However, if they serve differently you will need to re-adjust your thinking and this will extend your reaction time and unless you play a great shot it will cause you other problems.
Watching TV isn't a bad idea, watch some youtube videos of the pros and see what returns they use on different serves.
10-29-2011, 12:01 AM #8
I don't think you can have a set pattern for every game, it just wouldn't work, as mentioned the best thing to do is be light on your feet, observe your opposite.
Modern badminton is alot faster than old school 'jolly good show' badminton, being mentally quick as well will help as well as being physically quick, sometimes this only comes with practise.
Christ, I was thrown in at the deep end, from playing casual garden badminton to then playing on court with the local county team and them smashing shots to me, I don't think I've ever learnt so quickly the art of being light and nimble, also think in your opponents shoes (literally)...they may also be thinking the same as you...
11-01-2011, 09:26 PM #9
i think visor pretty much answered it. you should already have already made your mind up when you warm up as you see his strokes, everthing is just reactive to how he plays
first 3 shots makes determines how the point will play out
11-02-2011, 03:07 AM #10
Keep your racket up and out if front and stay on your toes - this should mean you can react better to anything they do..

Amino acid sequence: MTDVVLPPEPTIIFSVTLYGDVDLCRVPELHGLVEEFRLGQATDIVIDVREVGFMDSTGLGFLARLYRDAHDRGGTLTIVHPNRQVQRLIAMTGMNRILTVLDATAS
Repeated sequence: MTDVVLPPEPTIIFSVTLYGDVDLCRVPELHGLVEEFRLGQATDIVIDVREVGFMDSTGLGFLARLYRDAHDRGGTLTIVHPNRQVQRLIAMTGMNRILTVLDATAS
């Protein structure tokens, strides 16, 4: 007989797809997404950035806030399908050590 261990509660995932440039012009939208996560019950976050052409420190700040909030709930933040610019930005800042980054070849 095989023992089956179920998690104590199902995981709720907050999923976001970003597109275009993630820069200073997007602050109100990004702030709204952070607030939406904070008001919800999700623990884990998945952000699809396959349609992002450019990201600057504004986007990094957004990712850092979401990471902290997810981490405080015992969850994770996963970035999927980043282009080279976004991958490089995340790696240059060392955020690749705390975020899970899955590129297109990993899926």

11-02-2011, 05:38 AM #11
We all have our favourite service return shot that we generally use. I use the flat push to the mid court area. This works well against most opponent jus make sure its hard enough to go past the net player or ur dead lol.
You can net reply, usually to middle as it lessens angles of reply and usually u get a lift but this shot took me a while to perfect cause its it too loose, it gets killed or if ur touch isnt good enough, it hits the net
You can also drive it flat to the rear corners works well also or drive flat at the server.
Worst comes to worst and u feel you cant attack it, lift it to the corners either backhand or forehand. In lower leagues, players generally lift to backhand corner lol which can work well but if your opponent reads it and hits it overhead everytime, change the shot lol
11-02-2011, 10:40 AM #12
I believe one DOES have time to think before one receives the serve. Simply look downward or raise your non-racket hand until you're ready. Serve and receive are the only moments you can think/plan 2 or more shots ahead.
During this time, think. What serve would you most likely run into? What return would you use, instead of letting your habit play for you. Your variations would increase your opponents difficult. In fact, you might even be able to think about your opponent's likely reply to your return, and get ready for it, all of these before the rally begins.